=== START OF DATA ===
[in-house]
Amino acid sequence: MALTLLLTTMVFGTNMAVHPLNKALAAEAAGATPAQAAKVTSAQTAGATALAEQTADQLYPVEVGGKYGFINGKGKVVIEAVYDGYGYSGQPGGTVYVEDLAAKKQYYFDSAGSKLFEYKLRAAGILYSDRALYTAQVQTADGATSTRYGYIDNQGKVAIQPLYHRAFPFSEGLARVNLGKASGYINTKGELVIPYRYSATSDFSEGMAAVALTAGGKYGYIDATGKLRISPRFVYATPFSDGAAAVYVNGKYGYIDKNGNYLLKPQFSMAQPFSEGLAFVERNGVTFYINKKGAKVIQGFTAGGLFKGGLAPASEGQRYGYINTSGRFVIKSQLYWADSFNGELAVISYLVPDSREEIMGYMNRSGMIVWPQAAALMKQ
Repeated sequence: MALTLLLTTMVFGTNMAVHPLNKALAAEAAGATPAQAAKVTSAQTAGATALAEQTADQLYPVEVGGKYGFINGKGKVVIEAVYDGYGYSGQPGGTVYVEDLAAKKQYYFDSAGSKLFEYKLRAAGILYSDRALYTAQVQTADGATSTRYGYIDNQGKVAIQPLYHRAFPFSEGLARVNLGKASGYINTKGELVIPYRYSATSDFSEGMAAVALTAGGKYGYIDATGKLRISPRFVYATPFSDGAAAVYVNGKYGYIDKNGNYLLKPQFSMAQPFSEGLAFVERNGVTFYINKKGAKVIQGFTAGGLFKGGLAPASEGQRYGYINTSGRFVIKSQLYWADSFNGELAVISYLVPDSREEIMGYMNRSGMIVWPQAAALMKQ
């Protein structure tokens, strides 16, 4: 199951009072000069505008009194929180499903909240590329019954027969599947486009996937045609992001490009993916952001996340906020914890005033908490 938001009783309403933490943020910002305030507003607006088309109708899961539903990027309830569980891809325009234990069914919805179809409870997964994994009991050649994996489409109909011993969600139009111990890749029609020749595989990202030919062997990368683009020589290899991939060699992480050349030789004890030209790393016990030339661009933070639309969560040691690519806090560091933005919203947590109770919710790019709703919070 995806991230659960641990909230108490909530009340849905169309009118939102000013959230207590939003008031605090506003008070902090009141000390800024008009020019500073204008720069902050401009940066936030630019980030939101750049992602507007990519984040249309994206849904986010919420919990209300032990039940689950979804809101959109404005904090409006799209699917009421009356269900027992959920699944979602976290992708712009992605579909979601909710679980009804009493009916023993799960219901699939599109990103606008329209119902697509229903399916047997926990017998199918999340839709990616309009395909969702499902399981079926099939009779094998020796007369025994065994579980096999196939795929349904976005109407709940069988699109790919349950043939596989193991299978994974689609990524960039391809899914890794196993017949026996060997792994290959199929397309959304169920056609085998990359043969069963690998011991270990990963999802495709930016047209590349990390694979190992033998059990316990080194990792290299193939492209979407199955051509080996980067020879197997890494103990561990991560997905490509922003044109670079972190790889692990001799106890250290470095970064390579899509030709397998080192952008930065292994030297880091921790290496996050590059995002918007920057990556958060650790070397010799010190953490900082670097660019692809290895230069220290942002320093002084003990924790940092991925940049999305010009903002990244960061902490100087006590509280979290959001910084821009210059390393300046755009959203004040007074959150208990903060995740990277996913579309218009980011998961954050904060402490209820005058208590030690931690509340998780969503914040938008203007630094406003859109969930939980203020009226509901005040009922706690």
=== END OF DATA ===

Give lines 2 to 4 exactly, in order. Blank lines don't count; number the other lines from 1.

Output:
Amino acid sequence: MALTLLLTTMVFGTNMAVHPLNKALAAEAAGATPAQAAKVTSAQTAGATALAEQTADQLYPVEVGGKYGFINGKGKVVIEAVYDGYGYSGQPGGTVYVEDLAAKKQYYFDSAGSKLFEYKLRAAGILYSDRALYTAQVQTADGATSTRYGYIDNQGKVAIQPLYHRAFPFSEGLARVNLGKASGYINTKGELVIPYRYSATSDFSEGMAAVALTAGGKYGYIDATGKLRISPRFVYATPFSDGAAAVYVNGKYGYIDKNGNYLLKPQFSMAQPFSEGLAFVERNGVTFYINKKGAKVIQGFTAGGLFKGGLAPASEGQRYGYINTSGRFVIKSQLYWADSFNGELAVISYLVPDSREEIMGYMNRSGMIVWPQAAALMKQ
Repeated sequence: MALTLLLTTMVFGTNMAVHPLNKALAAEAAGATPAQAAKVTSAQTAGATALAEQTADQLYPVEVGGKYGFINGKGKVVIEAVYDGYGYSGQPGGTVYVEDLAAKKQYYFDSAGSKLFEYKLRAAGILYSDRALYTAQVQTADGATSTRYGYIDNQGKVAIQPLYHRAFPFSEGLARVNLGKASGYINTKGELVIPYRYSATSDFSEGMAAVALTAGGKYGYIDATGKLRISPRFVYATPFSDGAAAVYVNGKYGYIDKNGNYLLKPQFSMAQPFSEGLAFVERNGVTFYINKKGAKVIQGFTAGGLFKGGLAPASEGQRYGYINTSGRFVIKSQLYWADSFNGELAVISYLVPDSREEIMGYMNRSGMIVWPQAAALMKQ
């Protein structure tokens, strides 16, 4: 199951009072000069505008009194929180499903909240590329019954027969599947486009996937045609992001490009993916952001996340906020914890005033908490 938001009783309403933490943020910002305030507003607006088309109708899961539903990027309830569980891809325009234990069914919805179809409870997964994994009991050649994996489409109909011993969600139009111990890749029609020749595989990202030919062997990368683009020589290899991939060699992480050349030789004890030209790393016990030339661009933070639309969560040691690519806090560091933005919203947590109770919710790019709703919070 995806991230659960641990909230108490909530009340849905169309009118939102000013959230207590939003008031605090506003008070902090009141000390800024008009020019500073204008720069902050401009940066936030630019980030939101750049992602507007990519984040249309994206849904986010919420919990209300032990039940689950979804809101959109404005904090409006799209699917009421009356269900027992959920699944979602976290992708712009992605579909979601909710679980009804009493009916023993799960219901699939599109990103606008329209119902697509229903399916047997926990017998199918999340839709990616309009395909969702499902399981079926099939009779094998020796007369025994065994579980096999196939795929349904976005109407709940069988699109790919349950043939596989193991299978994974689609990524960039391809899914890794196993017949026996060997792994290959199929397309959304169920056609085998990359043969069963690998011991270990990963999802495709930016047209590349990390694979190992033998059990316990080194990792290299193939492209979407199955051509080996980067020879197997890494103990561990991560997905490509922003044109670079972190790889692990001799106890250290470095970064390579899509030709397998080192952008930065292994030297880091921790290496996050590059995002918007920057990556958060650790070397010799010190953490900082670097660019692809290895230069220290942002320093002084003990924790940092991925940049999305010009903002990244960061902490100087006590509280979290959001910084821009210059390393300046755009959203004040007074959150208990903060995740990277996913579309218009980011998961954050904060402490209820005058208590030690931690509340998780969503914040938008203007630094406003859109969930939980203020009226509901005040009922706690």